Electronic data screens may replace Flight Progress Strips, but when the TV-monitor fails all the data is immediately lost. The need for a fail-safe system, or immediate access to duplicated standby equipment, is paramount. Human Factor research has already identified that automation does not always reduce ATCO

-102-

Notes for this page

Add a new note
If you are trying to select text to create highlights or citations, remember that you must now click or tap on the first word, and then click or tap on the last word.
One moment ...
Default project is now your active project.
Project items

Items saved from this book

This book has been saved
Highlights (0)
Some of your highlights are legacy items.

Highlights saved before July 30, 2012 will not be displayed on their respective source pages.

You can easily re-create the highlights by opening the book page or article, selecting the text, and clicking “Highlight.”

Citations (0)
Some of your citations are legacy items.

Any citation created before July 30, 2012 will labeled as a “Cited page.” New citations will be saved as cited passages, pages or articles.

We also added the ability to view new citations from your projects or the book or article where you created them.

Notes (0)
Bookmarks (0)

You have no saved items from this book

Project items include:
  • Saved book/article
  • Highlights
  • Quotes/citations
  • Notes
  • Bookmarks
Notes
Cite this page

Cited page

Style
Citations are available only to our active members.
Buy instant access to cite pages or passages in MLA, APA and Chicago citation styles.

(Einhorn, 1992, p. 25)

(Einhorn 25)

1. Lois J. Einhorn, Abraham Lincoln, the Orator: Penetrating the Lincoln Legend (Westport, CT: Greenwood Press, 1992), 25, http://www.questia.com/read/27419298.

Cited page

Bookmark this page
Automation Technology and Human Performance: Current Research and Trends
Table of contents

Table of contents

Settings

Settings

Typeface
Text size Smaller Larger Reset View mode
Search within

Search within this book

Look up

Look up a word

  • Dictionary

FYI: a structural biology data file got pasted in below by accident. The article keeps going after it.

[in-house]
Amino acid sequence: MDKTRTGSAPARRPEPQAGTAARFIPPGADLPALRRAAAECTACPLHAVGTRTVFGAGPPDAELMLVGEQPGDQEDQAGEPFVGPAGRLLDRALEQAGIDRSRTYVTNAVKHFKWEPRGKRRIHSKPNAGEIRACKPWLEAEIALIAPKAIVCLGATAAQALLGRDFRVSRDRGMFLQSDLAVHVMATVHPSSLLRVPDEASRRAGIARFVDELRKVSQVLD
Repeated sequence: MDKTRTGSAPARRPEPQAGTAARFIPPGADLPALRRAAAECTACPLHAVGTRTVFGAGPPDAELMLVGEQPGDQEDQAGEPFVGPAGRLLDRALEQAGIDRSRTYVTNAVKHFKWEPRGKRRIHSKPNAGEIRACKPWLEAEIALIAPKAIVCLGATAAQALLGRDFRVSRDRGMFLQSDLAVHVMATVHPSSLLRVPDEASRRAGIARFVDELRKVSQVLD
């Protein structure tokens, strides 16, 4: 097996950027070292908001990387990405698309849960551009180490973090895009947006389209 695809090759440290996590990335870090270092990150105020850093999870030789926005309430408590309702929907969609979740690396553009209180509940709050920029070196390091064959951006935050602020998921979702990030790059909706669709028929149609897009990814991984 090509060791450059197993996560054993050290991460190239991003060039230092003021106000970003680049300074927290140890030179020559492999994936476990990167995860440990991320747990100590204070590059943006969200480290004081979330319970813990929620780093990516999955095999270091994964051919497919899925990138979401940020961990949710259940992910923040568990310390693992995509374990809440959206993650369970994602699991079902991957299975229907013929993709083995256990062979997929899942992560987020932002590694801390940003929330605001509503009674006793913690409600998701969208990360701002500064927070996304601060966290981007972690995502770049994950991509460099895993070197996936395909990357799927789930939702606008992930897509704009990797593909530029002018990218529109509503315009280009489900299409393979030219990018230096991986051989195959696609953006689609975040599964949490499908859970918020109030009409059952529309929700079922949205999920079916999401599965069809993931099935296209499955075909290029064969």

• Thesaurus
Please submit a word or phrase above.
Print this page

Print this page

Why can't I print more than one page at a time?

Help
Full screen
/ 348

matching results for page

    Questia reader help

    How to highlight and cite specific passages

    1. Click or tap the first word you want to select.
    2. Click or tap the last word you want to select, and you’ll see everything in between get selected.
    3. You’ll then get a menu of options like creating a highlight or a citation from that passage of text.

    OK, got it!

    Cited passage

    Style
    Citations are available only to our active members.
    Buy instant access to cite pages or passages in MLA, APA and Chicago citation styles.

    "Portraying himself as an honest, ordinary person helped Lincoln identify with his audiences." (Einhorn, 1992, p. 25).

    "Portraying himself as an honest, ordinary person helped Lincoln identify with his audiences." (Einhorn 25)

    "Portraying himself as an honest, ordinary person helped Lincoln identify with his audiences."1

    1. Lois J. Einhorn, Abraham Lincoln, the Orator: Penetrating the Lincoln Legend (Westport, CT: Greenwood Press, 1992), 25, http://www.questia.com/read/27419298.

    Cited passage

    Thanks for trying Questia!

    Please continue trying out our research tools, but please note, full functionality is available only to our active members.

    Your work will be lost once you leave this Web page.

    Buy instant access to save your work.

    Already a member? Log in now.

    Author Advanced search

    Oops!

    An unknown error has occurred. Please click the button below to reload the page. If the problem persists, please try again in a little while.